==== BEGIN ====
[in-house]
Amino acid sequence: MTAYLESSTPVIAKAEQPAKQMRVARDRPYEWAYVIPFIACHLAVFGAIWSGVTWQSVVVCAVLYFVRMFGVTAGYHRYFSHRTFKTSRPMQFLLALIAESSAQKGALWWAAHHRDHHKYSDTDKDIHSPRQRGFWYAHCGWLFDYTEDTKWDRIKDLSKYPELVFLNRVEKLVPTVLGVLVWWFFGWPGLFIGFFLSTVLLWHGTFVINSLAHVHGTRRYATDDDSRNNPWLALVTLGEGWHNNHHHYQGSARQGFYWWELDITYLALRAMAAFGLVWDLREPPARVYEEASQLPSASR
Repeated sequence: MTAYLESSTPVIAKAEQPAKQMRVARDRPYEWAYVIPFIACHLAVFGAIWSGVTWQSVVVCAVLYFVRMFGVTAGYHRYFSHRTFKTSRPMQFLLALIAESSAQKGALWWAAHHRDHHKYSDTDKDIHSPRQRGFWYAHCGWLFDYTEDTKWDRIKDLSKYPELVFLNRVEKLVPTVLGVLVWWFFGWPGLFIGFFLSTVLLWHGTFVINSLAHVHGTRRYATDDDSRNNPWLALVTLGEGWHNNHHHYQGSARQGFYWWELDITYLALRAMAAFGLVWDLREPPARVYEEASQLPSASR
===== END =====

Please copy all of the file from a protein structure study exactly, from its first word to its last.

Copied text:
[in-house]
Amino acid sequence: MTAYLESSTPVIAKAEQPAKQMRVARDRPYEWAYVIPFIACHLAVFGAIWSGVTWQSVVVCAVLYFVRMFGVTAGYHRYFSHRTFKTSRPMQFLLALIAESSAQKGALWWAAHHRDHHKYSDTDKDIHSPRQRGFWYAHCGWLFDYTEDTKWDRIKDLSKYPELVFLNRVEKLVPTVLGVLVWWFFGWPGLFIGFFLSTVLLWHGTFVINSLAHVHGTRRYATDDDSRNNPWLALVTLGEGWHNNHHHYQGSARQGFYWWELDITYLALRAMAAFGLVWDLREPPARVYEEASQLPSASR
Repeated sequence: MTAYLESSTPVIAKAEQPAKQMRVARDRPYEWAYVIPFIACHLAVFGAIWSGVTWQSVVVCAVLYFVRMFGVTAGYHRYFSHRTFKTSRPMQFLLALIAESSAQKGALWWAAHHRDHHKYSDTDKDIHSPRQRGFWYAHCGWLFDYTEDTKWDRIKDLSKYPELVFLNRVEKLVPTVLGVLVWWFFGWPGLFIGFFLSTVLLWHGTFVINSLAHVHGTRRYATDDDSRNNPWLALVTLGEGWHNNHHHYQGSARQGFYWWELDITYLALRAMAAFGLVWDLREPPARVYEEASQLPSASR